Statement at the International Donors' Conference in Solidarity with Venezuelan Refugees and Migrants
Minister Gould, Dear Karina,
Director General António Vitorino,
I speak to you from the region impacted by the outflow of Venezuelan refugees and migrants where I have decided to spend this week, during which we observe World Refugee Day, in recognition of the commendable efforts made by host countries.
And it is a pleasure to join you today from Panama which hosts the Regional Refugee and Migrant Response Platform that we have co-led with IOM since 2018. And it is a privilege to sit here alongside with the Joint Special Envoy Eduardo Stein of IOM and UNHCR, who has been instrumental in helping to advance solutions for Venezuelans and the communities that host them. Eduardo, estamos muy agradecidos por tu trabajo tan valioso.
Today’s conference comes at a critical juncture. As the COVID-19 pandemic continues to ravage Latin America and the Caribbean, refugees and migrants from Venezuela are facing growing protection challenges.
One out of 4 Venezuelan children are now separated from one or both parents. One out of 3 go to bed hungry. Nearly two-thirds have not made it to a school since the start of the pandemic. Women are also at much greater risk – domestic violence, sexual harassment and abuse are rising everywhere. Older people are also severely affected – 49 per cent have lost their jobs. Many of them were the main breadwinners.
And despite official border closures, displacement continues steadily through irregular movements. This brings much greater risks for people on the move. Extorsion by human smuggling networks, robbery, sexual and gender-based violence, human trafficking and even death (as we have seen recently at sea and across mountainous terrain). All of this has become commonplace. Improved access to territory is thus an essential requirement to avoid often fatal dangers.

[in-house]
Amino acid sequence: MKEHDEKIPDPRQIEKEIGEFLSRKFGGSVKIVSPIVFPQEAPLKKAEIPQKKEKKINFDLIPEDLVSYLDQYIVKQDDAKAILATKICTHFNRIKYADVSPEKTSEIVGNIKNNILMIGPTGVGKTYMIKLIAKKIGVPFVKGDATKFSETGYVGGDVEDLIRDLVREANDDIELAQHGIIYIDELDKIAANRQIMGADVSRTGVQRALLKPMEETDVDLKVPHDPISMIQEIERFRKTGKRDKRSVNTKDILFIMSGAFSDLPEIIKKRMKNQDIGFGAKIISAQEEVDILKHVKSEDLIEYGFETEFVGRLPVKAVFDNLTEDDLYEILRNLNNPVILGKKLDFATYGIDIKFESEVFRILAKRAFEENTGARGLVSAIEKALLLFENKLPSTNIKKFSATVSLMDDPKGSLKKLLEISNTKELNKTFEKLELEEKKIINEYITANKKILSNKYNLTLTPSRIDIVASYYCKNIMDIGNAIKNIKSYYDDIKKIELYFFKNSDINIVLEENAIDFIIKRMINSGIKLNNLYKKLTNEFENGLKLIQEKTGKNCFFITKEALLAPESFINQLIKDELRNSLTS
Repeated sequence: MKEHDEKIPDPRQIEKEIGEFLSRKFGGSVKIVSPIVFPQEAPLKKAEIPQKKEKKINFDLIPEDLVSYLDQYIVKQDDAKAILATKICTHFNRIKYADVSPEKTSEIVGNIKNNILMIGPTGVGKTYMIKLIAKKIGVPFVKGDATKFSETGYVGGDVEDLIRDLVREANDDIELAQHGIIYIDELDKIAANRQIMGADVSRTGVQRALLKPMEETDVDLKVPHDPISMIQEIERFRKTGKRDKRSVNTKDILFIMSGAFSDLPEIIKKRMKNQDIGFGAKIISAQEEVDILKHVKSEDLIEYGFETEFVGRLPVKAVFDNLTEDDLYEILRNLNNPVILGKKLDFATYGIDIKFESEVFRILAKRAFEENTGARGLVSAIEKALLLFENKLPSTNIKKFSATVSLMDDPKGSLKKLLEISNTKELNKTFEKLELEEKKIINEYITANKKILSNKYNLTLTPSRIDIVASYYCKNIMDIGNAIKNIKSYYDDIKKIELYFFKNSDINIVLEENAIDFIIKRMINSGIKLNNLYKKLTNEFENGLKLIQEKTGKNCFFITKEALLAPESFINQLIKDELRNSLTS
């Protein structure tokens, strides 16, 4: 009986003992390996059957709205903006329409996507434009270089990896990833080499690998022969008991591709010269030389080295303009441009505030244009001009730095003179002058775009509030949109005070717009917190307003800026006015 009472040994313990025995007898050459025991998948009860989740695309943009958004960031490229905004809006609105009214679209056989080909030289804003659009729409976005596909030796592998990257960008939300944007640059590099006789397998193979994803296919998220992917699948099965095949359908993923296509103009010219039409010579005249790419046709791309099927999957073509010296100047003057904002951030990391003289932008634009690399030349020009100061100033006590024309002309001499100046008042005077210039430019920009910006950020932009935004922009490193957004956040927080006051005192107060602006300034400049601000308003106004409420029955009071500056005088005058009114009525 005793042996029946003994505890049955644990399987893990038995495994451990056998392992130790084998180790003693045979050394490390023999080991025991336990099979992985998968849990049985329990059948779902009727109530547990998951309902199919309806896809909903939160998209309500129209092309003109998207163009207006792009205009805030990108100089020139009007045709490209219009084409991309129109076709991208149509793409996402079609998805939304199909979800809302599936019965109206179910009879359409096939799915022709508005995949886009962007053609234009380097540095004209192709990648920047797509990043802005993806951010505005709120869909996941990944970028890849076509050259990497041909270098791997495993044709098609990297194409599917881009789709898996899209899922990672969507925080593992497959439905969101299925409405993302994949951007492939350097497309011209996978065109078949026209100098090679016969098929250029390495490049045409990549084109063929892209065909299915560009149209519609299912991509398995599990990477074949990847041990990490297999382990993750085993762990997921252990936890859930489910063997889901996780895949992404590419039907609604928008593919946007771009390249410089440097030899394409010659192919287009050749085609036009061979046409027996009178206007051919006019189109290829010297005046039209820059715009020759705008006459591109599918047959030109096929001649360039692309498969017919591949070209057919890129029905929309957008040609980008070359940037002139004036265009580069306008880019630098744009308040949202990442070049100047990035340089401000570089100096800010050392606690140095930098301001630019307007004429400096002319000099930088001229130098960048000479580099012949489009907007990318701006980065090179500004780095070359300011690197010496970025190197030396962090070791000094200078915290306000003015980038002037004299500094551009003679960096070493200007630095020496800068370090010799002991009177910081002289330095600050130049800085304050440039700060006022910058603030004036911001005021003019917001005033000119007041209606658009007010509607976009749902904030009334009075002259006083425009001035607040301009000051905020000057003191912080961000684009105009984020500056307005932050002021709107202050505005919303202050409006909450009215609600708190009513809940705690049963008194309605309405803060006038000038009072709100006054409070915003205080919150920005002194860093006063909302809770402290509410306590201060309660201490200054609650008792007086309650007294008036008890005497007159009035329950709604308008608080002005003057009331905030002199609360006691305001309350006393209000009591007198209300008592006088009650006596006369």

Irregular movements ultimately result in irregular status – we heard this from the Director General from IOM – for 30 to 40 per cent of all refugees and migrants from Venezuela, compounding the impact of COVID-related hardships.
Several host countries have taken steps to provide regular status through registration and documentation. In February, I was very proud to stand next to President Duque of Colombia, when he announced the TPS for Venezuelans – a bold and unprecedented move. Similarly, important exercises are underway in Peru in Ecuador, and the Dominican Republic and it is my sincere hope – and request – that other countries soon follow suit.
I urge you, the international community, to step up and support these commendable initiatives – because their success is critical, not only for their country but for the entire region.
Success requires a concerted effort from humanitarian donors and development actors together. The support of the World Bank and the Inter-American Development Bank for regularization initiatives and the inclusion of refugees and migrants into social protection frameworks is vital. We must also acknowledge the regional efforts made by host countries in the Quito Process, advancing socioeconomic integration aspects of protection and solutions, most recently under Peruvian leadership.
Last but surely not least, I want to thank all the 159 partners working together under the leadership of the joint platform, including United Nations agencies and NGOs, who despite the challenges of the past 18 months continue to bring assistance and protection to Venezuelan refugees and migrants. Nothing of what we do would be possible without their work and their commitment.
Allow me to conclude by thanking you Karina, thanking Minister Gould and the Government of Canada for their admirable leadership, rallying all of us to help the millions of Venezuelans refugees and migrants so generously hosted in this region.